This year, Aston will welcome Jörg Albrecht as the DAAD sponsored Writer in Residence.
Jörg was born in 1981 and has received critical acclaim reputation with a number of screen plays and the two novels he has published so far.
His latest novel, Sternstaub, Goldfunk, Silberstreif (2008), is a literary account and a (popular) cultural history of the German contribution to space travel, from here to nowhere. It has been widely acclaimed as one of the most original books to emerge in German literature recently.
edited by Uwe Schütte
Edmund Mach, Uwe Schütte (Hg.): Meine abenteuerlichen Schriften. Gedichte und Prosa 1965–1996. Wien: Picus Verlag (ISBN 978-3-85452-643-8)
Uwe has recently published a collection of poems and prose writings of Austrian author Edmund Mach which provides valuable insight into this fascinating writer who spent most of his life in psychiatric care.
Go here for a review of the book in the Neue Zürcher Zeitung.
Go here for a short clip on Uwe’s book and on Mach for Austrian TV.
Go here for more information on the book on the publisher’s website.
On 5 June 2010, Aston’s department of Sociology and Public Policy is pleased to host StudentSpeak – a conference which will allow undergraduate students to make real contributions to defining, studying and intervening in the pressing social problems of our time and provide a forum for critical discussion amongst peers and academics.
For more information, go here or contact Dr. Sarah Amsler on firstname.lastname@example.org .
In 2009, our Writer in Residence was Lorenz Schröter: In addition to being known as a German “pioneer of pop journalism”, Lorenz has published a number of novels – Das Buch der Liebe (2007), Lucy (2002), Venuspassage (2001) etc. He has lived in Hongkong, cycled around the world, and travelled through Germany in the company of a donkey (Mein Esel Bella, 2000). His first collection of nautical trivia, Das kleine Kielschwein (2006) has been translated into 7 languages (The little book of the sea, 2007) and was followed by Das kulinarische Kielschwein (2007) and Die kleine Kielsau (2008).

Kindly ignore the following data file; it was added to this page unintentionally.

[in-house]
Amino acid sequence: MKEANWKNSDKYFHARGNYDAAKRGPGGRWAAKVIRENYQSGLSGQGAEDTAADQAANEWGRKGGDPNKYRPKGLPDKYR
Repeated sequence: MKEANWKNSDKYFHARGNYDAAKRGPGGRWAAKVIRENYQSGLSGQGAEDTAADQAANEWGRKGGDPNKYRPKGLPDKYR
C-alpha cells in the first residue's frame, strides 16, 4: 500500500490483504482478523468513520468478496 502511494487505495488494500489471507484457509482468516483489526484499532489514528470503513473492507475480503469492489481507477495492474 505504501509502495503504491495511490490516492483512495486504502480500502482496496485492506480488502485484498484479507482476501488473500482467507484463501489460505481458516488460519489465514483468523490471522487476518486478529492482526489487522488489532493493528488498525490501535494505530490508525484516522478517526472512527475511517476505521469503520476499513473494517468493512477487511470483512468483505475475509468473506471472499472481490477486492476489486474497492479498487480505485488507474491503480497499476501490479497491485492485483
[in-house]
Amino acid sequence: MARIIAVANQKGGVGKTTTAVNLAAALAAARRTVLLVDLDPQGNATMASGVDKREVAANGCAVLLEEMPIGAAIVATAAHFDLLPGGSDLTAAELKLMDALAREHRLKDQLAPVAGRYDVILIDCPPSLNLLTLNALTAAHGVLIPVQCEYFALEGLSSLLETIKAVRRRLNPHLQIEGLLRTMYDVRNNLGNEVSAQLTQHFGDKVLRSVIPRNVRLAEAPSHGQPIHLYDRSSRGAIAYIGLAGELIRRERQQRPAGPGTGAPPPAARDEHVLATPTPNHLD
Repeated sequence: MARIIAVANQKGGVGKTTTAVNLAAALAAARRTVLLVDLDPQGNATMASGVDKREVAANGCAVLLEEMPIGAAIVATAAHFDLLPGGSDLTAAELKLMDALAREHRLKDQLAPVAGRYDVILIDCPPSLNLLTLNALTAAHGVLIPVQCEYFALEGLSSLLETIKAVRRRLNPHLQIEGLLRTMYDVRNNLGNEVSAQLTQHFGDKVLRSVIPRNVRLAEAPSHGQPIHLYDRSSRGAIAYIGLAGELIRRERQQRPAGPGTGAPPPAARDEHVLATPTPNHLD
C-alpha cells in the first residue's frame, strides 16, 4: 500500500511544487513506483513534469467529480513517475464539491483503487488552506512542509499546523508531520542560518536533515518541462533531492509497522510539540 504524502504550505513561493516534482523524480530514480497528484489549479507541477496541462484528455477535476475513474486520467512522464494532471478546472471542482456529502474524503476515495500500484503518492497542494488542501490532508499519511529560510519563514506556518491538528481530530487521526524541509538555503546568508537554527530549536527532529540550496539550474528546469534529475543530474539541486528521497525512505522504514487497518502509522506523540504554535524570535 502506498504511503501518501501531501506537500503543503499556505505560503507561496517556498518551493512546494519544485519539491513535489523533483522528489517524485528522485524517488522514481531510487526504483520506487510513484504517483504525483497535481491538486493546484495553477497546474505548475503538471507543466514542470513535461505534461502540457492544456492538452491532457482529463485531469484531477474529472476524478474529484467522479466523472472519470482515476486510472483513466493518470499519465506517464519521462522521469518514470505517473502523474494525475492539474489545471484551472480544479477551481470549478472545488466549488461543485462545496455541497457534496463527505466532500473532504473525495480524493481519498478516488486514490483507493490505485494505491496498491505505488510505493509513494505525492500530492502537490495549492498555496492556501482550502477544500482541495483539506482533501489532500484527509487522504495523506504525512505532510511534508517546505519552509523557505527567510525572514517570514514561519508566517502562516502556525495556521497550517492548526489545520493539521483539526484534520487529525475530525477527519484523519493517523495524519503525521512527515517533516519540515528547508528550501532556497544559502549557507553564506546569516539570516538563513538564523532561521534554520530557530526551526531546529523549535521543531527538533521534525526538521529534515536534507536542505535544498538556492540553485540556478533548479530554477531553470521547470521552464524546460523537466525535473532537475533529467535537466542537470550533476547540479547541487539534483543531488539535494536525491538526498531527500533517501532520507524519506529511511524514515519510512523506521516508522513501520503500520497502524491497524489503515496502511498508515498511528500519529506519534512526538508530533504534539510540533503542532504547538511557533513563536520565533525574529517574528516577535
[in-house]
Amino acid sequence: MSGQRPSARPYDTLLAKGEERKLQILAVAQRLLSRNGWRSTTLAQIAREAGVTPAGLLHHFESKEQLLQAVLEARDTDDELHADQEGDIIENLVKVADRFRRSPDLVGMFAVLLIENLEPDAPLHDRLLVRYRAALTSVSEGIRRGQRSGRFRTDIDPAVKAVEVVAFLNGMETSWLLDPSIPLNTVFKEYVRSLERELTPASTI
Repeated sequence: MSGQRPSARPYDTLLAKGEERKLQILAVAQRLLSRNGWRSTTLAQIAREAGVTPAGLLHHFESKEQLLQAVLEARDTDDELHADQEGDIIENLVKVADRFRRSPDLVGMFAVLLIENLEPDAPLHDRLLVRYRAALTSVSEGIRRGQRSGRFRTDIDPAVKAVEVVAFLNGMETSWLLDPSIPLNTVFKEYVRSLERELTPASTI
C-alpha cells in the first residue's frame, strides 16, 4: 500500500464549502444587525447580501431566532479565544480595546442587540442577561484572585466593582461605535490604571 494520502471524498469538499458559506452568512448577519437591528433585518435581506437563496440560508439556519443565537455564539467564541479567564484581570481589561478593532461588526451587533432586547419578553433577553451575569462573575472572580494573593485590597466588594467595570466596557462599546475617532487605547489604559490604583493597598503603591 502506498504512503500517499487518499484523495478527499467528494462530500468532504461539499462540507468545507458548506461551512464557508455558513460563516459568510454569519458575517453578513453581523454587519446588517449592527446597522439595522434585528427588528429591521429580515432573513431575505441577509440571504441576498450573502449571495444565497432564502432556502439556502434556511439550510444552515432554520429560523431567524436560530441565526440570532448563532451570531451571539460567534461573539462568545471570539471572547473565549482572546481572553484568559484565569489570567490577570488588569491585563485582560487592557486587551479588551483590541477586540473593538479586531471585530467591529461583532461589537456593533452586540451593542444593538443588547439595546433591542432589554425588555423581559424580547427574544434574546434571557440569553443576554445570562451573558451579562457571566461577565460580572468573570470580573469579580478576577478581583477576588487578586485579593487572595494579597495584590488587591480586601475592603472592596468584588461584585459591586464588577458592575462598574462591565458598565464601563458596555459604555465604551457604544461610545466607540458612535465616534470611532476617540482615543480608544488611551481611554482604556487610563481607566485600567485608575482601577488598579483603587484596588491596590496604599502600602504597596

Jan Volker Röhnert
In 2007, the award-winning German poet and writer Jan Volker Röhnert came to Aston to hold student workshop and to read from his works. He has written about the renowned German poet Rolf Dieter Brinkmann, has translated from both French and English, and has published a number of poetry collections, e.g. Metropolen (2007), Sonnenquartette (2006), Die Hingabe, endloser Kokon (2005).
In one of the workshops, a group of 1st year students created a back-translation of Jan’s poem “Nach Kenneth Koch”, inspired by Kenneth Koch’s poem “A big clown-face-shaped clowd“:
|Nach Kenneth Koch Einer Wolke großes Clowngesicht
Flog eben hier vorbei
Ohne daß Dich irgend jemand sah.
Für eine Wolke ziemlich wohlgebaut
Blieben dir gerad ein paar Minuten
um zu leben.
Du sprachst etwas, oder es schien mir so:
Weit aufgesperrter Mund, der sich
Mit einer engelsgleichen Wolke unterhält
Die eilig vor ihm in die Höhe steigt.
Im Wagen der grünen Metrolinie, unter
dem Wort Wolke saßt
du engelsgleich und last
in einem Buch und sahst
mich an als ich lange am
Wort Wolke hing,
bis die Station erschien.
by Jan Volker Röhnert
|After Kenneth Koch A great clown-face of a cloud
was just floating by,
without anyone even seeing you.
For a cloud you were quite substantial
but only a few minutes left to live.
You said something, or so it seemed:
wide-open mouthed, you spoke with
an angelic cloud rising swiftly up above.
In the green line subway car
you sat angelic, beneath the CLOUD
reading page by page,
I saw your fleeting gaze,
as I sat fixed on CLOUD above
‘til the train came to a stop.
by Jan Volker Röhnert
translated by LG1001-2
LSS student Karina Burrowes is making quite an impact during her placement year in Germany.
The contribution she’s made during her time as a teaching assistant has made such a positive impression in the local community, that she was interviewed by the local newspaper. Karina, 21, from London has not only been working as a teaching assistant, she’s spent some of her spare time running a student club for young people – introducing them to the English culture and customs.
The reporter from the local newspaper commented on Karina’s excellent command of the German language and her drive to go the extra mile.